Differential Effects of Cyclosporin A and Tacrolimus on Magnesium Influx in Caco2 Cells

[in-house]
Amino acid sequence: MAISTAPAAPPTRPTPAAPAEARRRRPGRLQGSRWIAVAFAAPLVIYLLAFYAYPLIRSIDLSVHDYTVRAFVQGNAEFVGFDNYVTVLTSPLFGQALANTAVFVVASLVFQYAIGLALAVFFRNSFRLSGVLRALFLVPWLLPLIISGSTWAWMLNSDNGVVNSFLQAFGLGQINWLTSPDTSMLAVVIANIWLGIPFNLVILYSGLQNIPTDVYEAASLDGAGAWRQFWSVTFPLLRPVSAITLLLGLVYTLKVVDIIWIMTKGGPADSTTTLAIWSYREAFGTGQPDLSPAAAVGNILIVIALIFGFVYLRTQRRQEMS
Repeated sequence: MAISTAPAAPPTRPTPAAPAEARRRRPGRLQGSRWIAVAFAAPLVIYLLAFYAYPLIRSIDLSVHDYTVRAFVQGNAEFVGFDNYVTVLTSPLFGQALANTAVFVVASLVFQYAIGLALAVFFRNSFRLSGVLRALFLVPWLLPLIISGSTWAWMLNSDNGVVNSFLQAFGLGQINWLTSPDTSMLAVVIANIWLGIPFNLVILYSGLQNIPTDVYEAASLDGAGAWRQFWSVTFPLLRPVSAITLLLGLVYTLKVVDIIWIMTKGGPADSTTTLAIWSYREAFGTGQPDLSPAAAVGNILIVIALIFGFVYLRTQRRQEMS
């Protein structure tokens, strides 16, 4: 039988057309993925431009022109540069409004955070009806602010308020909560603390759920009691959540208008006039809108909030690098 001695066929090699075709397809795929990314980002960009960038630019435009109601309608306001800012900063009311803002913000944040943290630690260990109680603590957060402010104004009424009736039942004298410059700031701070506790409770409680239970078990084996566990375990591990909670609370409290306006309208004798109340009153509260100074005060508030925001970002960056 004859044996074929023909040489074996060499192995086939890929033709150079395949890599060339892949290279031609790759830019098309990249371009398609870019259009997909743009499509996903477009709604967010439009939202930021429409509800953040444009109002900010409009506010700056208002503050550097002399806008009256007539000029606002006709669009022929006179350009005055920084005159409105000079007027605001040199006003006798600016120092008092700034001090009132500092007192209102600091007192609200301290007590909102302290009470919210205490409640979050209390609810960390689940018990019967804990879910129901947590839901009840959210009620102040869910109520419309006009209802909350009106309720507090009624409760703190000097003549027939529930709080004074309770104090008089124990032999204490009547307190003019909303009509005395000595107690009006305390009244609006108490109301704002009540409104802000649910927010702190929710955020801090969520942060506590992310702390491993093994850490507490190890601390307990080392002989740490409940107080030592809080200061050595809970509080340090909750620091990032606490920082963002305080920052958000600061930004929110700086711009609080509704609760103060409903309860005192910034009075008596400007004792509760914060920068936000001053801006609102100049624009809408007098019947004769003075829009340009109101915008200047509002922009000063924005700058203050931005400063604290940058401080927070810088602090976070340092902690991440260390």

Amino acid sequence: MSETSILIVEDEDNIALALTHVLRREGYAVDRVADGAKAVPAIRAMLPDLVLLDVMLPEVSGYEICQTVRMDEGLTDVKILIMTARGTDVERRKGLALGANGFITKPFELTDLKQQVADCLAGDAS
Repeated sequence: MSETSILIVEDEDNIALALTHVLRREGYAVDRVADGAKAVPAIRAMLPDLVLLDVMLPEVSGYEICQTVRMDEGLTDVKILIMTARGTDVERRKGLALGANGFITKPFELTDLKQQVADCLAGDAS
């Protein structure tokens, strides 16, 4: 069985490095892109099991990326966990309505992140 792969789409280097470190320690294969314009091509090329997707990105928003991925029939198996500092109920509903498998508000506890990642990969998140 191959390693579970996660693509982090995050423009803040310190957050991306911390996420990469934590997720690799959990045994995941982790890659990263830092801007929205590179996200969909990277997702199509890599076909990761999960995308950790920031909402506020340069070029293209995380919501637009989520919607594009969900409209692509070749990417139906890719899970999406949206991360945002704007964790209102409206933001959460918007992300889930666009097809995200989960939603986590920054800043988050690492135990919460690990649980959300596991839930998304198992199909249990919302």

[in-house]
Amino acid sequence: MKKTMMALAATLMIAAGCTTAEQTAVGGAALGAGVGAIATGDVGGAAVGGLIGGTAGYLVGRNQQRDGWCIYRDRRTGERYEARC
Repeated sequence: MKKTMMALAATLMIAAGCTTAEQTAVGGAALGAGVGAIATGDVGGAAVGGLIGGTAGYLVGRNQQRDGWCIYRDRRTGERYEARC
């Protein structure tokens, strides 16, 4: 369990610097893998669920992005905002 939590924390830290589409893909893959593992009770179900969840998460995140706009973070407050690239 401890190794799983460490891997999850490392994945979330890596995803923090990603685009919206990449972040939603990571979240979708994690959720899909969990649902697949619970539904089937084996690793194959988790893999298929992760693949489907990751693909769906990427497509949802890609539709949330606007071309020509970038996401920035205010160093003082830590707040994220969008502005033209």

AbstractPURPOSE: Hypomagnesemia with urinary magnesium (Mg) wasting is a well acknowledged side effect of cyclosporin A (CsA) and tacrolimus (FK506) treatments. TRPM6, TRPM7 and MagT1 are involved in the active transcellular Mg transport processes in intestine and kidney. Since Mg homeostasis is tightly controlled by the dynamic action of intestinal absorption of dietary Mg and renal excretion of Mg, we investigated whether CsA and FK506 in commercially available solutions for clinical use decrease the expression and the function of TRPM6, TRPM7 or MagT1 in the intestinal epithelial cell line Caco2. METHODS: Changes of intracellular free Mg concentrations were measured by Mag-fura-2 imaging in Mg-free medium after the addition of 1 mM MgCl2. TRPM6, TRPM7 and MagT1 were evidenced in cells by immunofluorescence. Proteins and mRNAs were quantified after 18 hours of treatment with CsA or FK506 by western-blot and real-time RT-PCR analyses, respectively. RESULTS: TRPM6 and MagT1 were evidenced on all cell membranes, TRPM7 only on the inner membranes. CsA was responsible for a profound decrease in Mg2+ influx in intestinal epithelial cells, which may result in a decrease of intestinal Mg absorption, whereas FK506 was responsible for a marked increase in Mg2+ influx. Neither CsA nor FK506 altered TRPM6, TRPM7 or MagT1 mRNA levels or MagT1 protein level. CONCLUSIONS: In Caco2 cells, Mg2+ influx was inhibited by CsA solutions whereas enhanced by FK506 solutions, without alteration of MagT1, TRPM6 and TRPM7 expression, leading to the conclusion that CsA and FK506 have opposite effects in the functional activity of the Mg transporters herein examined. In clinical use, FK506 should be preferred for patients at risk for hypomagnesemia. This article is open to POST-PUBLICATION REVIEW. Registered readers (see “For Readers”) may comment by clicking on ABSTRACT on the issue’s contents page.
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